Deford Bailey and the Grand Ole Opry
Like many rural families in the 1920s and 30s (and in later decades), African American families in eastern North Carolina often listened to the Grand Ole Opry on the radio. In an era when what was then referred to as “hillbilly music” dominated the high-power broadcasts coming from Nashville, Tennessee, African American harmonica player DeFord Bailey was a star on the Grand Ole Opry. Bailey was one of the Opry’s earliest performers and a popular recording artist, and he toured with such white country music icons as Uncle Dave Macon, Roy Acuff, and Bill Monroe. His legacy was acknowledged by the country music industry in 2005, when he was inducted posthumously into the Country Music Hall of Fame.
Bailey influenced young musicians such as the Greenville harmonica player Matthew Junior “Doc” Morris, born in 1917. In an interview with the folklorist Anne Kimzey when he was in his seventies, Morris remembered that DeFord Bailey “was from Nashville, Tennessee, that’s where he was blowing from. And I’d sit up there [by the radio] late . . . listen at it. ‘Oh brother, I’m going to get that!’”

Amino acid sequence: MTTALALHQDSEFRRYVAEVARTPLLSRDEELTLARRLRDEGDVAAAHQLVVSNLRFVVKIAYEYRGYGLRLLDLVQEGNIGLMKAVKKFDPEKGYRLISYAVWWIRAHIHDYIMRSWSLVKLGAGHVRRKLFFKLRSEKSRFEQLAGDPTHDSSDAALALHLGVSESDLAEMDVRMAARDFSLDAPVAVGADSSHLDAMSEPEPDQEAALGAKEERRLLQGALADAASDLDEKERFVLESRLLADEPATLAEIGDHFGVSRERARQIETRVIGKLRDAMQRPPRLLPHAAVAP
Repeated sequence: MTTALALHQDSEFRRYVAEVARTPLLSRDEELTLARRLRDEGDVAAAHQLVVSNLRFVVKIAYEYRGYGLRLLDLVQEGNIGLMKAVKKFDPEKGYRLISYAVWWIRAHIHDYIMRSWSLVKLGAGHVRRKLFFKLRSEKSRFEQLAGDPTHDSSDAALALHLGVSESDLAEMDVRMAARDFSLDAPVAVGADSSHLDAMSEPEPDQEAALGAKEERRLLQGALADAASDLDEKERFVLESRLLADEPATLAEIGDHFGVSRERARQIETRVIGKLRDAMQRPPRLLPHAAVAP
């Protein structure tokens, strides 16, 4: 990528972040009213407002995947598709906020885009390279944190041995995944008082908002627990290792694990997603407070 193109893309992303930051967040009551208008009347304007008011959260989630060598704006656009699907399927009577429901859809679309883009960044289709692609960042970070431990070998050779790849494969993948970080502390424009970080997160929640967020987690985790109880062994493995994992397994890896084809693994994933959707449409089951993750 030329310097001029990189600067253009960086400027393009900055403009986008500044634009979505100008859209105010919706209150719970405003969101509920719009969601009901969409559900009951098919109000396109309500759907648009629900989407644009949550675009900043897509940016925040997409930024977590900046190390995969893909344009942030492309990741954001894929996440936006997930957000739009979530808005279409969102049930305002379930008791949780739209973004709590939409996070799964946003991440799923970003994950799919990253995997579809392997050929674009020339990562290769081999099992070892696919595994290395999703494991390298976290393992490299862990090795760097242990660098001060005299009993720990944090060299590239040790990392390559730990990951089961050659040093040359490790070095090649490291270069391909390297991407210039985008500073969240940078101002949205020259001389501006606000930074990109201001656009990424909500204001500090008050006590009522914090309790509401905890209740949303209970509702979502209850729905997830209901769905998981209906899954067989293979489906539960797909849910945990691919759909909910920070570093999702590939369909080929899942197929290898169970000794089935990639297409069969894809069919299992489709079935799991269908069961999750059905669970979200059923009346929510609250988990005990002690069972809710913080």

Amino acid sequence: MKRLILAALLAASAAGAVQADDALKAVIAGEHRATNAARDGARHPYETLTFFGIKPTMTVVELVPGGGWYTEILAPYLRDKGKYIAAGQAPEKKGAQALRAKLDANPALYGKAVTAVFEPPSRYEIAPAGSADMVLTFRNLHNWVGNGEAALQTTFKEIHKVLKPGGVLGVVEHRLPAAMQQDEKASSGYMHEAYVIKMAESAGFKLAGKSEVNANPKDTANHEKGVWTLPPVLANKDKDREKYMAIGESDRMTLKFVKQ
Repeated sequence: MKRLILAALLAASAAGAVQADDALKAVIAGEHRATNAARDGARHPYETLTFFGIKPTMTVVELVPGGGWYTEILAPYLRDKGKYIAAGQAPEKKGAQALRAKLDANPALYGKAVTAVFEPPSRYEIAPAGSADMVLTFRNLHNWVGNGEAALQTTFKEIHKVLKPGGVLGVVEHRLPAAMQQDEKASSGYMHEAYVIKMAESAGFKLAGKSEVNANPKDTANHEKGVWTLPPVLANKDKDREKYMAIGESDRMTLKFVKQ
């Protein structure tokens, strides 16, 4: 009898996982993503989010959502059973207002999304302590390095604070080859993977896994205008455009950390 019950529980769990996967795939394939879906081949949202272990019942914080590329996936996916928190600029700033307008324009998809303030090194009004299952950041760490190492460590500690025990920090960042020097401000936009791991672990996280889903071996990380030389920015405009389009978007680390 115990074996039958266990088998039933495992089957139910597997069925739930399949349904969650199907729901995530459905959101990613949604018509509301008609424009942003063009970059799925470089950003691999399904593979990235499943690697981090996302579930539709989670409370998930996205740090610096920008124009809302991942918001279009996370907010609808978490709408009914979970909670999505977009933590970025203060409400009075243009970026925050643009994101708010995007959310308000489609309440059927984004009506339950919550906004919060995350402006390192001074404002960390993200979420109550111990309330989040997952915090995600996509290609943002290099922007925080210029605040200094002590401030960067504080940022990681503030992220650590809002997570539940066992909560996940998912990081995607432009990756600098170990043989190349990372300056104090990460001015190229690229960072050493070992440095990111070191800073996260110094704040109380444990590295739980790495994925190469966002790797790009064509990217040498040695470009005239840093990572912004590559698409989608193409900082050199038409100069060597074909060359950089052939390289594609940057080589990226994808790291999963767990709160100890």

George Higgs and his father also tuned in to hear Bailey:
We had an old battery radio. I think DeFord Bailey used to come on every Saturday night at nine o’clock, and me and my dad would be sitting there. He told me, “DeFord Bailey’s a good harp blower.” My father always blew the harmonica, ever since I remember—songs like “John Henry” and “Goose Chase.” He’d play blues. After a while, Mama’d go to fussing with him every time he’d blow the harp. “Ah, you’re playing that devil’s music!” So he finally quit it.
In the late 1950s, Roberta Flack, the future star of soul music, became the first lead vocalist for the Monitors while living and teaching in Farmville near Greenville. A native of western North Carolina, she graduated from Howard University with a degree in music education at the age of 19 and accepted a position teaching both music and English in Farmville. Even though her stay was brief, former student gospel quartet singer Joe Charles Hopkins has fond memories:
When I was in the eighth grade, Roberta Flack came to our school, and she taught us music and English. She was a phenomenal lady. I really, really had high admiration for her, and still do, even today. I haven’t seen her since, but I love her music. I really do.
Hubert Walters remembers Roland Hayes
Greenville native Hubert Walters was the first black student to receive a graduate degree at East Carolina University, the MA in music in 1965. Since childhood, when he heard him perform in Greenville, he has held a deep admiration for the tenor Roland Hayes (1887–1977).
Hayes, the son of former slaves, grew up in Georgia and Tennessee. Hayes attended Fisk University, where he sang tenor for the world-famous Fisk Jubilee Singers. Over the course of his long career, he toured America and Europe, and sang in London for King George V and Queen Mary (a private concert given at their request), and at one time was the world’s highest-paid tenor. Later in life, he taught at Boston University—where Walters himself also taught and directed the Voices of Imani Choir.